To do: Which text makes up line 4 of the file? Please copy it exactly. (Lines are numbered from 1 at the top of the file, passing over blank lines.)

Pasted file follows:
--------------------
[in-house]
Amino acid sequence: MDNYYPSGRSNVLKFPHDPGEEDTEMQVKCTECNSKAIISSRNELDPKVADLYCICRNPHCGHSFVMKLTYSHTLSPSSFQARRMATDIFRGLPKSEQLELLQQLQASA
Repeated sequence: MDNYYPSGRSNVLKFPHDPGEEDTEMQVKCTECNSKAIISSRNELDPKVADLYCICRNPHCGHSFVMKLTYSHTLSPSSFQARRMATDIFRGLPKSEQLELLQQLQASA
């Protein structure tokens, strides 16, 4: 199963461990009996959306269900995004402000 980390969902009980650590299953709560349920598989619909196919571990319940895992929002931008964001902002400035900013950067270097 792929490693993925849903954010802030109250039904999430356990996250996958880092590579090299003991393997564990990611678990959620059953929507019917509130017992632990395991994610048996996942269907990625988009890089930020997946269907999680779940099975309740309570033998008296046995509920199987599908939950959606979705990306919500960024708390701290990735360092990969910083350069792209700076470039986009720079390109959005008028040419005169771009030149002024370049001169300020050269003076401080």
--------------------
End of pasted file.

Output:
């Protein structure tokens, strides 16, 4: 199963461990009996959306269900995004402000 980390969902009980650590299953709560349920598989619909196919571990319940895992929002931008964001902002400035900013950067270097 792929490693993925849903954010802030109250039904999430356990996250996958880092590579090299003991393997564990990611678990959620059953929507019917509130017992632990395991994610048996996942269907990625988009890089930020997946269907999680779940099975309740309570033998008296046995509920199987599908939950959606979705990306919500960024708390701290990735360092990969910083350069792209700076470039986009720079390109959005008028040419005169771009030149002024370049001169300020050269003076401080």